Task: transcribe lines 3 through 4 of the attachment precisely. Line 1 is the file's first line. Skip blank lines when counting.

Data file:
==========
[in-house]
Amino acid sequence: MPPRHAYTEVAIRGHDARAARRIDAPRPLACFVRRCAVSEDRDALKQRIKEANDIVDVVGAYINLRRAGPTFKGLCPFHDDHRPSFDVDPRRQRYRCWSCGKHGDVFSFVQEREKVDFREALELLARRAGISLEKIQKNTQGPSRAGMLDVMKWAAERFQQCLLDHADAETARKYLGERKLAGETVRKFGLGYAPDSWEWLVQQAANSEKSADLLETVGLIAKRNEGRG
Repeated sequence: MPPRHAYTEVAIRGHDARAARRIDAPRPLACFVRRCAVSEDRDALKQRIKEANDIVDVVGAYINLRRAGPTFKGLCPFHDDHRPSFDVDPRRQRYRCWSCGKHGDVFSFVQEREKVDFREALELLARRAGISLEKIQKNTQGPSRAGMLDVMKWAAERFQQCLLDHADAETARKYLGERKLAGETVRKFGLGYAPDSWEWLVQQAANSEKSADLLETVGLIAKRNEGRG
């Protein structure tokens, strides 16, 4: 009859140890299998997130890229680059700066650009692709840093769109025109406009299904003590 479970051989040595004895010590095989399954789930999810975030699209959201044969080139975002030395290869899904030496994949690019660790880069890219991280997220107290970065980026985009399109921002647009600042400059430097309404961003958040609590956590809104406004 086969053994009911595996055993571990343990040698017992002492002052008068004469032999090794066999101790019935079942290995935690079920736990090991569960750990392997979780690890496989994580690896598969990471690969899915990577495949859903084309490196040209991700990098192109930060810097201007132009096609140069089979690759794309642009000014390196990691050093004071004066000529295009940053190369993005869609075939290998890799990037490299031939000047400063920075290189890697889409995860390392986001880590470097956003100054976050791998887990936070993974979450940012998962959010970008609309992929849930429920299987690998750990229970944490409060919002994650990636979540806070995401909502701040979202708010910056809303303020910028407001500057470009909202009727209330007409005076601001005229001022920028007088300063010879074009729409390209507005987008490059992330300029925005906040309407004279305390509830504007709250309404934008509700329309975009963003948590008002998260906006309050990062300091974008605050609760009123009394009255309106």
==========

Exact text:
Repeated sequence: MPPRHAYTEVAIRGHDARAARRIDAPRPLACFVRRCAVSEDRDALKQRIKEANDIVDVVGAYINLRRAGPTFKGLCPFHDDHRPSFDVDPRRQRYRCWSCGKHGDVFSFVQEREKVDFREALELLARRAGISLEKIQKNTQGPSRAGMLDVMKWAAERFQQCLLDHADAETARKYLGERKLAGETVRKFGLGYAPDSWEWLVQQAANSEKSADLLETVGLIAKRNEGRG
């Protein structure tokens, strides 16, 4: 009859140890299998997130890229680059700066650009692709840093769109025109406009299904003590 479970051989040595004895010590095989399954789930999810975030699209959201044969080139975002030395290869899904030496994949690019660790880069890219991280997220107290970065980026985009399109921002647009600042400059430097309404961003958040609590956590809104406004 086969053994009911595996055993571990343990040698017992002492002052008068004469032999090794066999101790019935079942290995935690079920736990090991569960750990392997979780690890496989994580690896598969990471690969899915990577495949859903084309490196040209991700990098192109930060810097201007132009096609140069089979690759794309642009000014390196990691050093004071004066000529295009940053190369993005869609075939290998890799990037490299031939000047400063920075290189890697889409995860390392986001880590470097956003100054976050791998887990936070993974979450940012998962959010970008609309992929849930429920299987690998750990229970944490409060919002994650990636979540806070995401909502701040979202708010910056809303303020910028407001500057470009909202009727209330007409005076601001005229001022920028007088300063010879074009729409390209507005987008490059992330300029925005906040309407004279305390509830504007709250309404934008509700329309975009963003948590008002998260906006309050990062300091974008605050609760009123009394009255309106």